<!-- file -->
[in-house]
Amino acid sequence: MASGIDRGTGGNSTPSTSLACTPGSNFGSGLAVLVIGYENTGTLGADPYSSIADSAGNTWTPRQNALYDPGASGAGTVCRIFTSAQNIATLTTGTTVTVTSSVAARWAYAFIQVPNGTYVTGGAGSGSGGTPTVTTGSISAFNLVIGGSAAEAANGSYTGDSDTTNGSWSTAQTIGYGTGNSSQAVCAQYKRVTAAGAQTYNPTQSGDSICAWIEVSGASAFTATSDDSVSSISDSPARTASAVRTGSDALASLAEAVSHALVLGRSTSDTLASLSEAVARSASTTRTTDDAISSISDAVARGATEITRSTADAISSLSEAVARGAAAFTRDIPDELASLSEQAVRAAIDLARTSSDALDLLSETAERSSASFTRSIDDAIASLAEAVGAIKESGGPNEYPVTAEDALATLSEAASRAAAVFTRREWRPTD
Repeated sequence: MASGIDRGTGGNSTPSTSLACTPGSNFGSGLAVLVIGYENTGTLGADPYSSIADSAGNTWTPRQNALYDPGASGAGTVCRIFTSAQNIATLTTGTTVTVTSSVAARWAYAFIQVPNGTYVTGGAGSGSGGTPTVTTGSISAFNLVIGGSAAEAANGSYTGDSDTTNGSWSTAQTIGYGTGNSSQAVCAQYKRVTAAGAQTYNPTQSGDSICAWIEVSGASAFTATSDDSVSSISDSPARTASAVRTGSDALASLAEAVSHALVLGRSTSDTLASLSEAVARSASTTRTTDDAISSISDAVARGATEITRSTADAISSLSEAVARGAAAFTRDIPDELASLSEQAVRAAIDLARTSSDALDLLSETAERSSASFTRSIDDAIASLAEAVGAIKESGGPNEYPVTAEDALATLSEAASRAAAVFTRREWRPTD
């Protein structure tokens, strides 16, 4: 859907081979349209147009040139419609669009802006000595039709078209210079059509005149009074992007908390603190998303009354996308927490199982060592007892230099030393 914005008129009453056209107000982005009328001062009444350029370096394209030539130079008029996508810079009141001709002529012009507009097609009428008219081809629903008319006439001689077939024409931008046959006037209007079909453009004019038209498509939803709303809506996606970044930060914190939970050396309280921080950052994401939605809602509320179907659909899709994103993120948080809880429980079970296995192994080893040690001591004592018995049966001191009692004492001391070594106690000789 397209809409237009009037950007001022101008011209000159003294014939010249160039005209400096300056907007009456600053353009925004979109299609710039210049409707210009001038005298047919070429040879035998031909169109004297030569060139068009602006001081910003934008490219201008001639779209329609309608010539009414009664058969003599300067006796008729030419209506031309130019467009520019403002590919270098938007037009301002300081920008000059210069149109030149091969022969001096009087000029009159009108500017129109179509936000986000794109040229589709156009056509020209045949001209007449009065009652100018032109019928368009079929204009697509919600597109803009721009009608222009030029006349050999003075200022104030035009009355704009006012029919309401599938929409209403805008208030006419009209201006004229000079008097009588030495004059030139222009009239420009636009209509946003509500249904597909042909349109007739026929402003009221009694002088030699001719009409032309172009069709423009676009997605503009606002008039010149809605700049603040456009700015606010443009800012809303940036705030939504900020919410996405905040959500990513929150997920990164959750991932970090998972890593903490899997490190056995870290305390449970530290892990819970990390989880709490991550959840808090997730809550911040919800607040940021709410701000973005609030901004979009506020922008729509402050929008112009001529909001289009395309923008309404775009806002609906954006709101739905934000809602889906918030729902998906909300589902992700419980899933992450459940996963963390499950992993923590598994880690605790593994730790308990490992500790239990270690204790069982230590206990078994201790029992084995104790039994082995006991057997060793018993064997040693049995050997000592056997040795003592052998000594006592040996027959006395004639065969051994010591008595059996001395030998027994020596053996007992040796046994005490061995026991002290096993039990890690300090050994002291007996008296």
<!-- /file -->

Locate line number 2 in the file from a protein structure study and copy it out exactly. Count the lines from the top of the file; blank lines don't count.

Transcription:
Amino acid sequence: MASGIDRGTGGNSTPSTSLACTPGSNFGSGLAVLVIGYENTGTLGADPYSSIADSAGNTWTPRQNALYDPGASGAGTVCRIFTSAQNIATLTTGTTVTVTSSVAARWAYAFIQVPNGTYVTGGAGSGSGGTPTVTTGSISAFNLVIGGSAAEAANGSYTGDSDTTNGSWSTAQTIGYGTGNSSQAVCAQYKRVTAAGAQTYNPTQSGDSICAWIEVSGASAFTATSDDSVSSISDSPARTASAVRTGSDALASLAEAVSHALVLGRSTSDTLASLSEAVARSASTTRTTDDAISSISDAVARGATEITRSTADAISSLSEAVARGAAAFTRDIPDELASLSEQAVRAAIDLARTSSDALDLLSETAERSSASFTRSIDDAIASLAEAVGAIKESGGPNEYPVTAEDALATLSEAASRAAAVFTRREWRPTD